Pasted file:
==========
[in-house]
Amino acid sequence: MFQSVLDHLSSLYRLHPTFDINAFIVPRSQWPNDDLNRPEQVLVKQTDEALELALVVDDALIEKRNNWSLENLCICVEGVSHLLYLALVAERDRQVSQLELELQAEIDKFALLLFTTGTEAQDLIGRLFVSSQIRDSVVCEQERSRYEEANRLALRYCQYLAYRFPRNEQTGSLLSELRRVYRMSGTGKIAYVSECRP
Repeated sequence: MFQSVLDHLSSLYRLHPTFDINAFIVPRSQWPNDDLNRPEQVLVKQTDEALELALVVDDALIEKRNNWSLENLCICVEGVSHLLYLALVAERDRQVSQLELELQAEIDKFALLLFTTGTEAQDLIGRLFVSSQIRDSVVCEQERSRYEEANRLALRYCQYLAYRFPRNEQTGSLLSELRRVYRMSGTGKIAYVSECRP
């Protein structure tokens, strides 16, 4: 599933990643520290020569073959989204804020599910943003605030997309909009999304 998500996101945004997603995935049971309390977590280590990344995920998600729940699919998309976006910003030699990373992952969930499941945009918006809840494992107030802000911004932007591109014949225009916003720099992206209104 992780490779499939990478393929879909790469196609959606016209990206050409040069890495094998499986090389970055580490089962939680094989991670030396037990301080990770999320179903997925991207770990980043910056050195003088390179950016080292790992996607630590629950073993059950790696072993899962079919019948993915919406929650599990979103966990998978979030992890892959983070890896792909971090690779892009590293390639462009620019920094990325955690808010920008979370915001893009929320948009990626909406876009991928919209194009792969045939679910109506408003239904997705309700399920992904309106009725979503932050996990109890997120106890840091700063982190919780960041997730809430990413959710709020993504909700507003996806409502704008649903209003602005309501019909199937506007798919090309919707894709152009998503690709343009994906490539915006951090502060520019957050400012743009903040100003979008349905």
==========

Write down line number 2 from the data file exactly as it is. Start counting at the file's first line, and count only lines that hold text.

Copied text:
Amino acid sequence: MFQSVLDHLSSLYRLHPTFDINAFIVPRSQWPNDDLNRPEQVLVKQTDEALELALVVDDALIEKRNNWSLENLCICVEGVSHLLYLALVAERDRQVSQLELELQAEIDKFALLLFTTGTEAQDLIGRLFVSSQIRDSVVCEQERSRYEEANRLALRYCQYLAYRFPRNEQTGSLLSELRRVYRMSGTGKIAYVSECRP